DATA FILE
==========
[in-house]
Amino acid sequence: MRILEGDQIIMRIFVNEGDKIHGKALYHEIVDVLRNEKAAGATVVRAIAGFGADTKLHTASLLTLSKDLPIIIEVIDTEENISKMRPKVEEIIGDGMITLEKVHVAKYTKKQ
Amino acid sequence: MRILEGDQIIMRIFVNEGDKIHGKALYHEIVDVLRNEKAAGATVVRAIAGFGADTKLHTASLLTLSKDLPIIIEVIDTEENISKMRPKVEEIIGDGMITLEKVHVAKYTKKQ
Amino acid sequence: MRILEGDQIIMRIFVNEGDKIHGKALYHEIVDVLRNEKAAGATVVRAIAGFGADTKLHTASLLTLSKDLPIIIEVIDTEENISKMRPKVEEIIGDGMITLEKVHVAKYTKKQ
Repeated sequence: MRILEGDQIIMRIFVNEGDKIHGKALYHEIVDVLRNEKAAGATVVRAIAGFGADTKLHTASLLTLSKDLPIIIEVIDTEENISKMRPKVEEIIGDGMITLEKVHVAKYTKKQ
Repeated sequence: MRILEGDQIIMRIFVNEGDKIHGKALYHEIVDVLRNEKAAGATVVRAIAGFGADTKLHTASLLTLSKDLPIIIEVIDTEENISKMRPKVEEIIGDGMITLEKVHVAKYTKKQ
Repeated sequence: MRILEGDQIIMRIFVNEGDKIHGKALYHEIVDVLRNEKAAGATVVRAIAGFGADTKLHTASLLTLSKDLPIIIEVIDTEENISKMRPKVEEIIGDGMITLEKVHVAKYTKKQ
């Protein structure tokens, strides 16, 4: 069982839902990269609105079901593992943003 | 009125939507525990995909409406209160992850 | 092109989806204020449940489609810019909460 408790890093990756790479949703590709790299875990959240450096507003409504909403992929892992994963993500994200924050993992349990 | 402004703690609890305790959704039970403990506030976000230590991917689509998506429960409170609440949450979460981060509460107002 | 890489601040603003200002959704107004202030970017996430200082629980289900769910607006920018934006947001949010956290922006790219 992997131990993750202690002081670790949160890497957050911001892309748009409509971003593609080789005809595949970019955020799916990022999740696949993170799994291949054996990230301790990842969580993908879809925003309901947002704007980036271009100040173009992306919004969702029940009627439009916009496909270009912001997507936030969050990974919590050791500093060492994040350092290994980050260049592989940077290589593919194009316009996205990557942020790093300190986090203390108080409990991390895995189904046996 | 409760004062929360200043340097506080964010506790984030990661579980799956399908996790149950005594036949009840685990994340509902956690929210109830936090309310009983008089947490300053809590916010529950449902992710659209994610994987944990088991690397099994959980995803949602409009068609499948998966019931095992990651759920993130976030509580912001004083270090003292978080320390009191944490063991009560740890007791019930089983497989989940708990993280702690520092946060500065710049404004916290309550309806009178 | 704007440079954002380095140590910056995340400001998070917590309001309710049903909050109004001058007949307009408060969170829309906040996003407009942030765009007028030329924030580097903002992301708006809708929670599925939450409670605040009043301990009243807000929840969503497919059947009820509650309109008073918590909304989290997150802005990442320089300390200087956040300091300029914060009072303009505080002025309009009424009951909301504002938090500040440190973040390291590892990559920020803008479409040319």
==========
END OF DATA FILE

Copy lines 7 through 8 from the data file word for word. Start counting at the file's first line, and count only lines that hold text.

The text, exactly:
Repeated sequence: MRILEGDQIIMRIFVNEGDKIHGKALYHEIVDVLRNEKAAGATVVRAIAGFGADTKLHTASLLTLSKDLPIIIEVIDTEENISKMRPKVEEIIGDGMITLEKVHVAKYTKKQ
């Protein structure tokens, strides 16, 4: 069982839902990269609105079901593992943003 | 009125939507525990995909409406209160992850 | 092109989806204020449940489609810019909460 408790890093990756790479949703590709790299875990959240450096507003409504909403992929892992994963993500994200924050993992349990 | 402004703690609890305790959704039970403990506030976000230590991917689509998506429960409170609440949450979460981060509460107002 | 890489601040603003200002959704107004202030970017996430200082629980289900769910607006920018934006947001949010956290922006790219 992997131990993750202690002081670790949160890497957050911001892309748009409509971003593609080789005809595949970019955020799916990022999740696949993170799994291949054996990230301790990842969580993908879809925003309901947002704007980036271009100040173009992306919004969702029940009627439009916009496909270009912001997507936030969050990974919590050791500093060492994040350092290994980050260049592989940077290589593919194009316009996205990557942020790093300190986090203390108080409990991390895995189904046996 | 409760004062929360200043340097506080964010506790984030990661579980799956399908996790149950005594036949009840685990994340509902956690929210109830936090309310009983008089947490300053809590916010529950449902992710659209994610994987944990088991690397099994959980995803949602409009068609499948998966019931095992990651759920993130976030509580912001004083270090003292978080320390009191944490063991009560740890007791019930089983497989989940708990993280702690520092946060500065710049404004916290309550309806009178 | 704007440079954002380095140590910056995340400001998070917590309001309710049903909050109004001058007949307009408060969170829309906040996003407009942030765009007028030329924030580097903002992301708006809708929670599925939450409670605040009043301990009243807000929840969503497919059947009820509650309109008073918590909304989290997150802005990442320089300390200087956040300091300029914060009072303009505080002025309009009424009951909301504002938090500040440190973040390291590892990559920020803008479409040319």